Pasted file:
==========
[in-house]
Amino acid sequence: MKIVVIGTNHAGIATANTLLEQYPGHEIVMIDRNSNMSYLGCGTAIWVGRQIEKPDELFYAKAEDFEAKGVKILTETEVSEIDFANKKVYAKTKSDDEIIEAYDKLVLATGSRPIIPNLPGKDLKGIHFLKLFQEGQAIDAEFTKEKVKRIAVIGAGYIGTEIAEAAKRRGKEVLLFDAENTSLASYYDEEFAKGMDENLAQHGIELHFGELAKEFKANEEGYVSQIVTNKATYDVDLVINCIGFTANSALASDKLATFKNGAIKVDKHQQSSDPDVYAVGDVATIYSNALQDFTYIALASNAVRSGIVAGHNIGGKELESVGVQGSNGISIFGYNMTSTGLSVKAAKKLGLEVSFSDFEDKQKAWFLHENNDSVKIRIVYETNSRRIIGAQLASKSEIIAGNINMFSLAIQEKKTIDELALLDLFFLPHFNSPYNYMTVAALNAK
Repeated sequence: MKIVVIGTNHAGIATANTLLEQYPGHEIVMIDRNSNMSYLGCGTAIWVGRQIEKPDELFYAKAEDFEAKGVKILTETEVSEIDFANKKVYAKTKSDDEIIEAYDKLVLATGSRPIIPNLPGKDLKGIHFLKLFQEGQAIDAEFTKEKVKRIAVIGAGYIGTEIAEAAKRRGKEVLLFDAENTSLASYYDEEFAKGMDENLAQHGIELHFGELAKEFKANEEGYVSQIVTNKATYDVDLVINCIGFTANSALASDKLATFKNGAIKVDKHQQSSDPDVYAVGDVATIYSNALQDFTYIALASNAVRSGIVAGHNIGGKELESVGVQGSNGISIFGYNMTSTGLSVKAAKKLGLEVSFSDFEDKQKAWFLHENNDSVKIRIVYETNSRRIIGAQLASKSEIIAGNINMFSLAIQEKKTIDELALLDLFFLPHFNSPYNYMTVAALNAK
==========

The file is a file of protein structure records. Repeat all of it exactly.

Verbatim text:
[in-house]
Amino acid sequence: MKIVVIGTNHAGIATANTLLEQYPGHEIVMIDRNSNMSYLGCGTAIWVGRQIEKPDELFYAKAEDFEAKGVKILTETEVSEIDFANKKVYAKTKSDDEIIEAYDKLVLATGSRPIIPNLPGKDLKGIHFLKLFQEGQAIDAEFTKEKVKRIAVIGAGYIGTEIAEAAKRRGKEVLLFDAENTSLASYYDEEFAKGMDENLAQHGIELHFGELAKEFKANEEGYVSQIVTNKATYDVDLVINCIGFTANSALASDKLATFKNGAIKVDKHQQSSDPDVYAVGDVATIYSNALQDFTYIALASNAVRSGIVAGHNIGGKELESVGVQGSNGISIFGYNMTSTGLSVKAAKKLGLEVSFSDFEDKQKAWFLHENNDSVKIRIVYETNSRRIIGAQLASKSEIIAGNINMFSLAIQEKKTIDELALLDLFFLPHFNSPYNYMTVAALNAK
Repeated sequence: MKIVVIGTNHAGIATANTLLEQYPGHEIVMIDRNSNMSYLGCGTAIWVGRQIEKPDELFYAKAEDFEAKGVKILTETEVSEIDFANKKVYAKTKSDDEIIEAYDKLVLATGSRPIIPNLPGKDLKGIHFLKLFQEGQAIDAEFTKEKVKRIAVIGAGYIGTEIAEAAKRRGKEVLLFDAENTSLASYYDEEFAKGMDENLAQHGIELHFGELAKEFKANEEGYVSQIVTNKATYDVDLVINCIGFTANSALASDKLATFKNGAIKVDKHQQSSDPDVYAVGDVATIYSNALQDFTYIALASNAVRSGIVAGHNIGGKELESVGVQGSNGISIFGYNMTSTGLSVKAAKKLGLEVSFSDFEDKQKAWFLHENNDSVKIRIVYETNSRRIIGAQLASKSEIIAGNINMFSLAIQEKKTIDELALLDLFFLPHFNSPYNYMTVAALNAK